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Canada 6th most “miserable” country among 35 advanced economies

Canada 6th most “miserable” country among 35 advanced economies

THUNDER BAY, ONTARIO  ~~~~~  January 18, 2022  (LSNews)  Canada’s higher inflation rate coupled with higher unemployment make it the 6th most miserable countries among 35 advanced economies worldwide, finds a new study released today by the Fraser Institute, an independent, non-partisan Canadian public policy think-tank.

“Canadians are rightly concerned about the country’s high inflation and unemployment rates, and when compared to other developed countries, Canada is not doing well,” said Jason Clements, executive vice president of the Fraser Institute and co-author of The Misery Index Returns

The study finds that out of the International Monetary Fund’s 35 most advanced economies, Canada has the 6th worst Misery Index score in 2021 of 10.88—a combination of Canada’s inflation rate of 3.15 and unemployment rate of 7.72.

Only five countries are more miserable than Canada. Spain is the worst with a Misery Index score of 17.61, followed by Greece (15.73), Italy (11.96) and Iceland (11.26). Other notable countries, which are less miserable than Canada, include France (10.10), the United States (9.72), Australia (7.33) and the United Kingdom (7.17).

The least miserable countries with the lowest index scores are Switzerland (3.57) and Japan (2.61).

The Misery Index was developed by American economist Arthur Okun as a way to capture both the costs of high inflation and high unemployment.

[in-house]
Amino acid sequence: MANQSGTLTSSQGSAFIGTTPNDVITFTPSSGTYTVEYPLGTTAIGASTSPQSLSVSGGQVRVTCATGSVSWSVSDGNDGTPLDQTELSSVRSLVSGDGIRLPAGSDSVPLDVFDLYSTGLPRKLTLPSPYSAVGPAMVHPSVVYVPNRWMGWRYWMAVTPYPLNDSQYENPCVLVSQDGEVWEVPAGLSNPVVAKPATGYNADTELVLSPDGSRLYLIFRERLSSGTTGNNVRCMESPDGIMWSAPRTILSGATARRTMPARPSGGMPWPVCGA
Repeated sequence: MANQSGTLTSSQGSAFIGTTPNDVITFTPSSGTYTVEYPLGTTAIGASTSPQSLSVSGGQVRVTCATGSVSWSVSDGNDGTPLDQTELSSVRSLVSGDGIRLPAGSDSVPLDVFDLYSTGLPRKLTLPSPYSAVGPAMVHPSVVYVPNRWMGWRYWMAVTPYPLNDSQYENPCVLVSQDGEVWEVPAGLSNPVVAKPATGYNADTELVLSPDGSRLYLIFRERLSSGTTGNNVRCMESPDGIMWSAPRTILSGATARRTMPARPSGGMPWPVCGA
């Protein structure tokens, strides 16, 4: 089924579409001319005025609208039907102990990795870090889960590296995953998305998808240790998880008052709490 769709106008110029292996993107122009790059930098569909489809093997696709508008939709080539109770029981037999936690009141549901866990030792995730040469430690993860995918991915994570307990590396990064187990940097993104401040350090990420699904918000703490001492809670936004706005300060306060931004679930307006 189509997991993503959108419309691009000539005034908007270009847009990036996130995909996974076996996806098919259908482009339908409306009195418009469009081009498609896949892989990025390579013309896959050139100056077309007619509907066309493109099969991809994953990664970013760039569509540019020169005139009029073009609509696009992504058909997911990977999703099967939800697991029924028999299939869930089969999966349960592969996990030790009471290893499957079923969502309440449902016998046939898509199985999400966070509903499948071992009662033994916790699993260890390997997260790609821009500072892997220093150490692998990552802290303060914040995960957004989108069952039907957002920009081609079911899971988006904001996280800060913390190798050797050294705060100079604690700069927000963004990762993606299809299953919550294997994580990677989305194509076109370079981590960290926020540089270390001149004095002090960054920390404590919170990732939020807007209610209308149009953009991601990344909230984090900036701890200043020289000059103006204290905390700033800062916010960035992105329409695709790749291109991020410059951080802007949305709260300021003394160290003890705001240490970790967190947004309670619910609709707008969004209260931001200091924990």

While prominent in policy discussions in the 1970s and 1980s, the Misery Index all but disappeared from public discourse starting in the early 1990s as inflation was tamed and remained low, and unemployment in most countries trended downwards.

“The fact that we are again discussing the Misery Index and Canada’s high ranking on it is bad news for all Canadians, who will suffer as a result,” Clemens said.

“Governments across Canada, particularly the federal government, should prioritize those policies that will make Canadians less miserable by lowering inflation and unemployment.”


  • The Misery Index, a combination of inflation and unemployment rates created by economist Arthur Okun, is resurfacing as a measure of interest across developed countries as inflation rates increase and unemployment remains relatively high.
  • Canada suffered from inflation rates that were routinely above 4 percent up until 1992 when the Bank of Canada was finally able to bring inflation under control. Canadians have enjoyed low inflation rates, ranging from near zero to under 3 percent from 1992 to 2020.
  • In 2021, inflation rates increased markedly and are expected to remain at their current level throughout 2022. While many argue the current inflation rates are transitory, meaning that they are short-term in nature, there are genuine reasons to worry that higher inflation could be longer lasting.
  • Indeed, Canadians are now rightly concerned with inflation, our Misery Index, and our comparative performance with other industrialized countries.
  • The International Monetary Fund forecasts Canada to have the 4th highest inflation rate among 35 industrialized countries in 2021 and the 8th highest unemployment rate.
  • This results in Canada having the 6th worst Misery Index score (combined rates of inflation and unemployment) in 2021 out of 35 industrialized countries.
  • Such results should prompt much greater interest in both inflation and unemployment—and policies that can respond to both—by governments, particularly the federal government.


Jason Clemens
Executive Vice President, Fraser Institute

Milagros Palacios
Director, Addington Centre for Measurement, Fraser Institute

Nathaniel Li

#LSN_Econ  #LSNews_Tbay 

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    The Fraser Institute is an independent, non-partisan research and educational organization based in Canada. We have offices in Calgary, Montreal, Toronto, and Vancouver. Visit our Website 

Categories: Economy
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